From one state to the next, personal injury laws vary. In Wisconsin, state statutes and laws determine how long you have to file a claim, what kinds of damages you can claim, and the amount of compensation you can expect to receive in a successful lawsuit. State laws also dictate the manner in which fault must be established in order for damages to be awarded.
As the state legal system is that under which Wisconsin personal injury claims are handled, you’ll need the assistance of a personal injury lawyer familiar with working inside the state civil court and litigation arena. He or she will be best suited to advise you on the specifics of your claim and to handle the argument of negligence and liability in your lawsuit.
Wisconsin is a “Comparable Fault State”
Every state requires fault to be established, or responsibility to be determined, before compensation can be paid in a personal injury lawsuit. Provided you are no more than 50 percent responsible for your own injuries, you could potentially be awarded damages in your claim; however, in order to see compensation awarded, negligence or fault must be established for each party in your claim, including you and those you name in your lawsuit.
If you are partially at fault for your own injuries, the compensation awarded in a successful claim will be reduced according to your degree of fault or responsibility. In other words, if you’re 30 percent responsible, then you can only expect to receive 70 percent of the damages possible in a case like yours, if your claim is successful.
Potential Damages for Personal Injury in Wisconsin
Your Wisconsin personal injury lawsuit can include a claim for damages that are financially based as well as those that are more abstract, like pain and suffering, but are no less important. The specific circumstance of your personal injury will determine which damages you should seek and a Wisconsin personal injury attorney can help you decide which damages to include in your claim.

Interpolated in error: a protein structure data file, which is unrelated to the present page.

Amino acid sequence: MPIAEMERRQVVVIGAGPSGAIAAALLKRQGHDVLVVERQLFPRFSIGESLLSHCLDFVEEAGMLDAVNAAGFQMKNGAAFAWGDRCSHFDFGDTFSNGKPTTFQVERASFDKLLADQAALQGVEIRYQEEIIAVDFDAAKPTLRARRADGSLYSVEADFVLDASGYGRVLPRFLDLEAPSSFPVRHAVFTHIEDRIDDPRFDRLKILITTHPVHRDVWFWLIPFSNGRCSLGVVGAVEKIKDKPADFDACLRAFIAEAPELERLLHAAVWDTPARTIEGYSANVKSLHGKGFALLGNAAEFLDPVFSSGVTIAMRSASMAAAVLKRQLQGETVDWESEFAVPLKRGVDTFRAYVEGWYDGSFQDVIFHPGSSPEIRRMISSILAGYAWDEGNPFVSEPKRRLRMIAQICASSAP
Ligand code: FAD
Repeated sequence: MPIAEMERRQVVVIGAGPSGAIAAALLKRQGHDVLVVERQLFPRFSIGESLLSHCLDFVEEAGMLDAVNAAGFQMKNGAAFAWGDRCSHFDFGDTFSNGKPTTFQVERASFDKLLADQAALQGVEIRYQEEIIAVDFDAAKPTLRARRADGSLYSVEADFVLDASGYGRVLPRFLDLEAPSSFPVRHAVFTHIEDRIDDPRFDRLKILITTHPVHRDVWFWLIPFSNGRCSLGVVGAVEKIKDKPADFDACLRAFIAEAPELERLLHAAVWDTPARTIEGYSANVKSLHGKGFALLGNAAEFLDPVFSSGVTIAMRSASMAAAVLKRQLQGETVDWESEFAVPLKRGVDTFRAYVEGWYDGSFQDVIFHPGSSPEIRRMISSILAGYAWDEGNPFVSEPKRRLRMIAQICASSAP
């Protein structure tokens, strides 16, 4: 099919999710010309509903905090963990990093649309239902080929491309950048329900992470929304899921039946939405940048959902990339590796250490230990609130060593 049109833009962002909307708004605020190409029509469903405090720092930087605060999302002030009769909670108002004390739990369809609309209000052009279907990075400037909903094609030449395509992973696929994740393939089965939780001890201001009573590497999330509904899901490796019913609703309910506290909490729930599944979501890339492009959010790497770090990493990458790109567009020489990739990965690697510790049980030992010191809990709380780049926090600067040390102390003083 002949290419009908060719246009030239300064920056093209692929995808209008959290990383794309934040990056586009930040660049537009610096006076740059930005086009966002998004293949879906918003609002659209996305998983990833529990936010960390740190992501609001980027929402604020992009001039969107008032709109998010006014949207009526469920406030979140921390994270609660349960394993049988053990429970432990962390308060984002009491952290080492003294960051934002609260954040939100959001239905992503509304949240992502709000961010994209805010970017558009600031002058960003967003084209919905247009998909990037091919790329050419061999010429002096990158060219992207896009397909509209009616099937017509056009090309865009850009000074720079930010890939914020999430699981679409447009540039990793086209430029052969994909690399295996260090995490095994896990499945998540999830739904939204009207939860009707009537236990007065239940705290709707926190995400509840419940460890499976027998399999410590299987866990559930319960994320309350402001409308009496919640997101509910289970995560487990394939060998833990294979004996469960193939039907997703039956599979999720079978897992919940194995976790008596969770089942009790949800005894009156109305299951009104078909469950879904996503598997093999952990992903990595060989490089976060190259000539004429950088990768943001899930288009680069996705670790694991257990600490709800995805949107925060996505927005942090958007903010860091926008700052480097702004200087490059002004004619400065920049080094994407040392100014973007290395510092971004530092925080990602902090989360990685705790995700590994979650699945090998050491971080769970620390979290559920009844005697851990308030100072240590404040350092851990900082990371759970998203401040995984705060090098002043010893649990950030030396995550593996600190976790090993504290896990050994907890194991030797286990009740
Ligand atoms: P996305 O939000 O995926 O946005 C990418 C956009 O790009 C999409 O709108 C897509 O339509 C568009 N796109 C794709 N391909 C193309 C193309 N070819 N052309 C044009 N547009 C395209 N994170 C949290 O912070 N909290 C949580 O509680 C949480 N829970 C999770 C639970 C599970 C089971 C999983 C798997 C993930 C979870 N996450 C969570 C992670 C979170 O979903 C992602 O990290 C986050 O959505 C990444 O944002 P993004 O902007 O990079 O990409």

Potential damages you can seek in a Wisconsin personal injury claim may include financial losses or expenses that result from your injuries. These can include medical expenses, lost wages, property damage expenses, and loss of future earnings ability, if your injuries prevent you from returning to your former position of employment. Additionally, the cost of household help or skilled care can also be included in the damages you seek, as can compensation for pain and suffering, for which the court and your attorney will try to establish a fair payout or settlement amount.
Statute of Limitations for Personal Injury Claims in Wisconsin
To be awarded compensation in your Wisconsin personal injury case, you’ll need to seek legal assistance as soon as you realize you’ve been injured. In most cases, injuries are obvious from the start; however, there are some instances in which the presentation of injuries can be delayed, like in toxic exposure or poisoning cases, for example. In claims like these, you’ll need the help of a personal injury attorney who can get your case heard despite the delay in filing.
Every state has a time limit for filing personal injury claims. In Wisconsin, there are two different statutes of limitation which may apply, dependent upon the basis for your claim. With libel and slander cases, you have two years to file your lawsuit, while with all other personal injury claims, the statute of limitations is three years.
As the statute time clock begins counting as soon as you realize you’ve suffered harm, cases in which injury presentation is delayed may at first appear to have surpassed the statute of limitations; however, a personal injury lawyer familiar with handling exceptions can potentially get your case heard in court regardless.